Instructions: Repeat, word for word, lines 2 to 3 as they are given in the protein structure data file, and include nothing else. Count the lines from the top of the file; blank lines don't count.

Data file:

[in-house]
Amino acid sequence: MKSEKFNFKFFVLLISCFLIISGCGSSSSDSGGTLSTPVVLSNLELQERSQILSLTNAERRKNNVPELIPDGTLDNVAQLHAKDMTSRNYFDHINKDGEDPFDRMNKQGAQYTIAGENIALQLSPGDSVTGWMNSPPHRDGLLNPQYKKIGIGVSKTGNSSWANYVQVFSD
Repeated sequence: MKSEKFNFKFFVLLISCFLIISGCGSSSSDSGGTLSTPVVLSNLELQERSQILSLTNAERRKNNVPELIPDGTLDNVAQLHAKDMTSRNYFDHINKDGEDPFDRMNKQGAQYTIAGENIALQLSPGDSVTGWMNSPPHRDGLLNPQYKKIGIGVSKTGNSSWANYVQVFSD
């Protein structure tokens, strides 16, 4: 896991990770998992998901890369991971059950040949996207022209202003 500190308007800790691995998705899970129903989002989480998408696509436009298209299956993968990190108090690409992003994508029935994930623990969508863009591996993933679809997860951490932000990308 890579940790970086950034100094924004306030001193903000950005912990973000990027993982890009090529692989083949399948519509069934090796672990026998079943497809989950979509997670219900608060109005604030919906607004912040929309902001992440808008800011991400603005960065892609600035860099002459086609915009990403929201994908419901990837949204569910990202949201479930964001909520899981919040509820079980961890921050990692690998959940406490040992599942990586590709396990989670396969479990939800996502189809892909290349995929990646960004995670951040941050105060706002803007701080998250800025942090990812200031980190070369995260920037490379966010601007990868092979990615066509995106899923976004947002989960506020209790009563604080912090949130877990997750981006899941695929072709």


Amino acid sequence: MKSEKFNFKFFVLLISCFLIISGCGSSSSDSGGTLSTPVVLSNLELQERSQILSLTNAERRKNNVPELIPDGTLDNVAQLHAKDMTSRNYFDHINKDGEDPFDRMNKQGAQYTIAGENIALQLSPGDSVTGWMNSPPHRDGLLNPQYKKIGIGVSKTGNSSWANYVQVFSD
Repeated sequence: MKSEKFNFKFFVLLISCFLIISGCGSSSSDSGGTLSTPVVLSNLELQERSQILSLTNAERRKNNVPELIPDGTLDNVAQLHAKDMTSRNYFDHINKDGEDPFDRMNKQGAQYTIAGENIALQLSPGDSVTGWMNSPPHRDGLLNPQYKKIGIGVSKTGNSSWANYVQVFSD